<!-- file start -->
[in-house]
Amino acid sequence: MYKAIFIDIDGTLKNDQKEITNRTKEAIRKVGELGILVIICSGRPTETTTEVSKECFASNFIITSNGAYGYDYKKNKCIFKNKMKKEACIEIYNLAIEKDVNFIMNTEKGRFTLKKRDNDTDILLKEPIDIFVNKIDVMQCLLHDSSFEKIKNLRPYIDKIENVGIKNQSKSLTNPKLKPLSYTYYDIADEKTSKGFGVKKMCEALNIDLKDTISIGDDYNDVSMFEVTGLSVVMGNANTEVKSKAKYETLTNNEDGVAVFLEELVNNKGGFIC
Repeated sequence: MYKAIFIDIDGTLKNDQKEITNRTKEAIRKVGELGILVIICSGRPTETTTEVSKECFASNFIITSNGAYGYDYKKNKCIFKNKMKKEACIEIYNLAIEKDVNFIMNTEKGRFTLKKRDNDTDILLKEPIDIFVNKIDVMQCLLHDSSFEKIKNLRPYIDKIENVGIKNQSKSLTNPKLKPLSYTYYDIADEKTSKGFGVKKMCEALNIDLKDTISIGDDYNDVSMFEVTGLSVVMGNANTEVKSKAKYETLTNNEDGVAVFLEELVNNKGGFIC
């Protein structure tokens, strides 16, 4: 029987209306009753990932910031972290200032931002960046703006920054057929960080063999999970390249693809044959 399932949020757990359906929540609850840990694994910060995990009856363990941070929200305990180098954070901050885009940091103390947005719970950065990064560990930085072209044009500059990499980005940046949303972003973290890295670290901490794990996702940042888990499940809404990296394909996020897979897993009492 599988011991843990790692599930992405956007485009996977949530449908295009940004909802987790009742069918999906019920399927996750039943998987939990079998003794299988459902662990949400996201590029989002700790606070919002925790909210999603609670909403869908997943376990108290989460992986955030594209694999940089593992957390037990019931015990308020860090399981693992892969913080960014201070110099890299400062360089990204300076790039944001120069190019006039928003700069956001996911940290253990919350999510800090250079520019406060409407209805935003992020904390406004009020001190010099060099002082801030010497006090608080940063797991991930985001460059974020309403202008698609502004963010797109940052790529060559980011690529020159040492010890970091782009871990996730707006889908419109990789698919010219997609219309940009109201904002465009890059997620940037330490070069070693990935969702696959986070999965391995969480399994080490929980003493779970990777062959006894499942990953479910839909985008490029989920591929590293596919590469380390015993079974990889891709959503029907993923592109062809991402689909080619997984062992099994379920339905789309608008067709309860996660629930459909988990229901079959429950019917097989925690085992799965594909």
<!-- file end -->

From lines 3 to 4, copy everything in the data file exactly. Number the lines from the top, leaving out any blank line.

Repeated sequence: MYKAIFIDIDGTLKNDQKEITNRTKEAIRKVGELGILVIICSGRPTETTTEVSKECFASNFIITSNGAYGYDYKKNKCIFKNKMKKEACIEIYNLAIEKDVNFIMNTEKGRFTLKKRDNDTDILLKEPIDIFVNKIDVMQCLLHDSSFEKIKNLRPYIDKIENVGIKNQSKSLTNPKLKPLSYTYYDIADEKTSKGFGVKKMCEALNIDLKDTISIGDDYNDVSMFEVTGLSVVMGNANTEVKSKAKYETLTNNEDGVAVFLEELVNNKGGFIC
């Protein structure tokens, strides 16, 4: 029987209306009753990932910031972290200032931002960046703006920054057929960080063999999970390249693809044959 399932949020757990359906929540609850840990694994910060995990009856363990941070929200305990180098954070901050885009940091103390947005719970950065990064560990930085072209044009500059990499980005940046949303972003973290890295670290901490794990996702940042888990499940809404990296394909996020897979897993009492 599988011991843990790692599930992405956007485009996977949530449908295009940004909802987790009742069918999906019920399927996750039943998987939990079998003794299988459902662990949400996201590029989002700790606070919002925790909210999603609670909403869908997943376990108290989460992986955030594209694999940089593992957390037990019931015990308020860090399981693992892969913080960014201070110099890299400062360089990204300076790039944001120069190019006039928003700069956001996911940290253990919350999510800090250079520019406060409407209805935003992020904390406004009020001190010099060099002082801030010497006090608080940063797991991930985001460059974020309403202008698609502004963010797109940052790529060559980011690529020159040492010890970091782009871990996730707006889908419109990789698919010219997609219309940009109201904002465009890059997620940037330490070069070693990935969702696959986070999965391995969480399994080490929980003493779970990777062959006894499942990953479910839909985008490029989920591929590293596919590469380390015993079974990889891709959503029907993923592109062809991402689909080619997984062992099994379920339905789309608008067709309860996660629930459909988990229901079959429950019917097989925690085992799965594909």